Indian Army

Time to reform the armed forces

The media has widely reported on the battle won for women Army officers; they will now be able to get permanent commission and hold command posts. Though it is not part of the reforms announced by the government, it is a welcome development, especially for a writer of French origin who in his youth often heard of the prowess of Joan of Arc, the Maid of Orleans, who led Charles de Valois’ troops to defeat the British in 1429.

China gears up

Similarly, famed for her slow movements, India seems to have started moving at a faster pace to bring reforms into the armed forces and prepare for tomorrow’s conflicts. On August 15, 2019, Prime Minister Narendra Modi had announced: “To further sharpen coordination between the forces… India will have a chief of defence staff (CDS). This is going to make the forces even more effective.”

On December 31, 2019, the outgoing chief of Army staff General Bipin Rawat was appointed the first CDS. Since then, things have progressed relatively fast. One of the compelling reasons to bring in changes is that China has already started moving its pawns: In January 2016, Beijing undertook a series of in-depth reforms of the People’s Liberation Army (PLA).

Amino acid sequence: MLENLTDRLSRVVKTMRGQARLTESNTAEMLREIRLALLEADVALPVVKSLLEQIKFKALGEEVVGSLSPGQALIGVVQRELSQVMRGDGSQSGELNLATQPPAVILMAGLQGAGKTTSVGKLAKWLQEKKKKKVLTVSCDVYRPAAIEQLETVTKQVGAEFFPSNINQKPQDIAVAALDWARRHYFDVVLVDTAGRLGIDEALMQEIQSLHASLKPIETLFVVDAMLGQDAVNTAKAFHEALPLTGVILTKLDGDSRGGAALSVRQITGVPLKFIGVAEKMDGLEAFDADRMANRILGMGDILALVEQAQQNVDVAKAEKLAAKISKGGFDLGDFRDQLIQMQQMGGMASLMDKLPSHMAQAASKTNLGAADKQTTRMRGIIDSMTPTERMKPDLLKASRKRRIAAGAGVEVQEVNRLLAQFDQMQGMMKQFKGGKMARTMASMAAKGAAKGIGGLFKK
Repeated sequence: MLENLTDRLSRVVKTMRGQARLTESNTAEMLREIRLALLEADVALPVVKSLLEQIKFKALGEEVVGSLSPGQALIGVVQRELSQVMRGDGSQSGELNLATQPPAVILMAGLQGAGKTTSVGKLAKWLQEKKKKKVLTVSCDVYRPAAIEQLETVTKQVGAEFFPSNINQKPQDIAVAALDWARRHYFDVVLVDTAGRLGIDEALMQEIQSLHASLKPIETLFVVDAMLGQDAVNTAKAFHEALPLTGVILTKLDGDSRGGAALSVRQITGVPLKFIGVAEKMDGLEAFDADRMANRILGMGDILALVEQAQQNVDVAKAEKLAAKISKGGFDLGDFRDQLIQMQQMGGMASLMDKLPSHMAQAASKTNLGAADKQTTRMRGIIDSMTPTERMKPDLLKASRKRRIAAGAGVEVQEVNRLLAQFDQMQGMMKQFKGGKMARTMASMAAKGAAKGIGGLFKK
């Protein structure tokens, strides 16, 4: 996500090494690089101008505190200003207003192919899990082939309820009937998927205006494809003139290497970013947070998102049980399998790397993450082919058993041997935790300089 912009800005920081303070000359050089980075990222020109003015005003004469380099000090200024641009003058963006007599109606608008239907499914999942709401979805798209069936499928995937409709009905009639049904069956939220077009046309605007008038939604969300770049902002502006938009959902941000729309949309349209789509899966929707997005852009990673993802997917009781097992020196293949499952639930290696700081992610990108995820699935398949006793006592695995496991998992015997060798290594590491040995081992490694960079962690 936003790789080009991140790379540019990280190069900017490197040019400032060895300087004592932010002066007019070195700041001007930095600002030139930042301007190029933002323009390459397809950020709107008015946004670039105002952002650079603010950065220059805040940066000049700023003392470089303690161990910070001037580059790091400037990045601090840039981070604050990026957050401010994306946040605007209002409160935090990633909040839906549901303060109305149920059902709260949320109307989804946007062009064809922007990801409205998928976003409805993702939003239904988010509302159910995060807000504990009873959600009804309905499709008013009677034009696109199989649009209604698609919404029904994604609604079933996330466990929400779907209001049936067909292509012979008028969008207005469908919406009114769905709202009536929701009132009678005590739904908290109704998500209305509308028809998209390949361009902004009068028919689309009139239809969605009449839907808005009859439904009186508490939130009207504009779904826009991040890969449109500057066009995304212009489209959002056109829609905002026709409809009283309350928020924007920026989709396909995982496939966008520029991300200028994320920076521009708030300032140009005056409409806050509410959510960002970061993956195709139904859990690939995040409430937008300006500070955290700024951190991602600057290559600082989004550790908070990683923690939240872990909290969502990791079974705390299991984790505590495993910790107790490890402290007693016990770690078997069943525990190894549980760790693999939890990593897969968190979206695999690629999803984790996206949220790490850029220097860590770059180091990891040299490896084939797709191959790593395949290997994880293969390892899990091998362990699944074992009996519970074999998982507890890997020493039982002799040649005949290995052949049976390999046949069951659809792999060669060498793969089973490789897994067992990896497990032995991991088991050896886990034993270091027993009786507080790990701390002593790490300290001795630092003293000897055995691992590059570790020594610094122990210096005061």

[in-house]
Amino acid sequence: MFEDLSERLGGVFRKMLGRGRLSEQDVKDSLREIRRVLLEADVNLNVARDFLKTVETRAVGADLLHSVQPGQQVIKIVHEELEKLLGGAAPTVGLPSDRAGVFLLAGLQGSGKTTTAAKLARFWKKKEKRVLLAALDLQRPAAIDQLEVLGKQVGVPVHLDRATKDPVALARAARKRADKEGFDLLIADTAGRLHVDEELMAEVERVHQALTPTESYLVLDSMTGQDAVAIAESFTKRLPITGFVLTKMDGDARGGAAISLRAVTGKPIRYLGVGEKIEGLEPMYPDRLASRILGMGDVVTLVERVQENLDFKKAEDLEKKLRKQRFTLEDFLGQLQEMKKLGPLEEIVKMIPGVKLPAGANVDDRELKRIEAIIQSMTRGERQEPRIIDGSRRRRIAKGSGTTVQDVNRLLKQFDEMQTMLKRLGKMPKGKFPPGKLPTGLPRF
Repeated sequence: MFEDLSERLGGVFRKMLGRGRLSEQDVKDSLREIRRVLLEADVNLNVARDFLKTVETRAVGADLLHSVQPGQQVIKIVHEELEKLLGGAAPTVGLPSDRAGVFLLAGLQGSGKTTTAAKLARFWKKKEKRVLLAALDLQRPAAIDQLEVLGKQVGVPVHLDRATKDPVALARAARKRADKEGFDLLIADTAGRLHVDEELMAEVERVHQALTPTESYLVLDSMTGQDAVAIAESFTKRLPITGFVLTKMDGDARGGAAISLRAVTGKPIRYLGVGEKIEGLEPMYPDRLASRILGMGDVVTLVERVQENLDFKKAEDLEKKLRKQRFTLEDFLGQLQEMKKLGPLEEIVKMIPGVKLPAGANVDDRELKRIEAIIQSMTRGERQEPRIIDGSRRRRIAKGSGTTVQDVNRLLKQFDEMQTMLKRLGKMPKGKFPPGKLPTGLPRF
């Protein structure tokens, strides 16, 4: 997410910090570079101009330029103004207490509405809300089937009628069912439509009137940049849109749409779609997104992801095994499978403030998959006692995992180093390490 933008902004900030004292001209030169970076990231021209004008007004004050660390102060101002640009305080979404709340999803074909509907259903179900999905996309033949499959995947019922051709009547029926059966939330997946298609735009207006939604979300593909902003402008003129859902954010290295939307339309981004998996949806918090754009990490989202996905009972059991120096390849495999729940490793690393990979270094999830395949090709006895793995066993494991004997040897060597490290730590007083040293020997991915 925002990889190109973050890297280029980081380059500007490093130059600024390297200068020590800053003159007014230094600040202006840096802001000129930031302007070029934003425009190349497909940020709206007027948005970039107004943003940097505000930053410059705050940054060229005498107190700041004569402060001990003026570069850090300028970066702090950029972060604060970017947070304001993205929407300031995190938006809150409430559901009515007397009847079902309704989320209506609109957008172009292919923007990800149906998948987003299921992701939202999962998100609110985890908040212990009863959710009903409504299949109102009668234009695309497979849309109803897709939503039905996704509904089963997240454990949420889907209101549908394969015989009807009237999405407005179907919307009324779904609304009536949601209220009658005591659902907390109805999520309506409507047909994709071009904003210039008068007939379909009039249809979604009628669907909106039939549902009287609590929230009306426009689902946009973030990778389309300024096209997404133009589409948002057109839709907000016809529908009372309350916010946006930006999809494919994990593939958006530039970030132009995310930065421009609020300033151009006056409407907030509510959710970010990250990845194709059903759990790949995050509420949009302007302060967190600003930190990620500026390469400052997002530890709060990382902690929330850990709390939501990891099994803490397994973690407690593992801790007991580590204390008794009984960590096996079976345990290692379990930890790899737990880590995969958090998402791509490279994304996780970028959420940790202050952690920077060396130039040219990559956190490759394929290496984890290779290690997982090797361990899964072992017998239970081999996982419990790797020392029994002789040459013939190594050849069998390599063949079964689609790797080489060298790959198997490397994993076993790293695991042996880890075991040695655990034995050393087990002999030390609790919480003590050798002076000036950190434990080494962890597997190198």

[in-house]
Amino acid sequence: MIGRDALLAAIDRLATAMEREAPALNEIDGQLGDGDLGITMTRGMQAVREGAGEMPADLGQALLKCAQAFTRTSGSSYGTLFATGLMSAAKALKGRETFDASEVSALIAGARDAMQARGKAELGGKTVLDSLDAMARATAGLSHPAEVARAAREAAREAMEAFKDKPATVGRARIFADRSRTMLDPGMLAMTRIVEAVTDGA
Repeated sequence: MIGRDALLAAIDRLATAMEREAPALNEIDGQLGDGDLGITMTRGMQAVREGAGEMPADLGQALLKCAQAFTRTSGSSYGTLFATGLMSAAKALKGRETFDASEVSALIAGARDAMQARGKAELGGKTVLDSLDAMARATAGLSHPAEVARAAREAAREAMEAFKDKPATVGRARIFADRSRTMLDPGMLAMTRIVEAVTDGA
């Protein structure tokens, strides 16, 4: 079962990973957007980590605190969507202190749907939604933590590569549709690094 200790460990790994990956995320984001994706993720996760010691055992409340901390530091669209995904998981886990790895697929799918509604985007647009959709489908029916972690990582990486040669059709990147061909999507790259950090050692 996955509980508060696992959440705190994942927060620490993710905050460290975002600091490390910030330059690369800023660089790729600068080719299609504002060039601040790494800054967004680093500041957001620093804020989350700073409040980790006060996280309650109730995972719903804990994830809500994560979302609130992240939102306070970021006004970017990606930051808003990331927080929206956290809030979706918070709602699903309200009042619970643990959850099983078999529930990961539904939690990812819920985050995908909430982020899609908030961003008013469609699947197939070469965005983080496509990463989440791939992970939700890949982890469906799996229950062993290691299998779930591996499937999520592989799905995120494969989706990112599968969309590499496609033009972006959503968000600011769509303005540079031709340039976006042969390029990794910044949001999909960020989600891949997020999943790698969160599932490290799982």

While reiterating the Communist Party of China’s absolute leadership over the military, the PLA was asked to win the ‘battle of military reforms’. A joint operational command structure for the land forces was established and the seven Military Areas Commands (MACs) were reduced to five more flexible combat Theatre Commands.

“The restructure is part of Xi’s massive military overhaul, which aims to shift the PLA from an Army-centric system towards a Western-style joint command, in which the Army, Navy and Air Force are equally represented,” The South China Morning Post commented.

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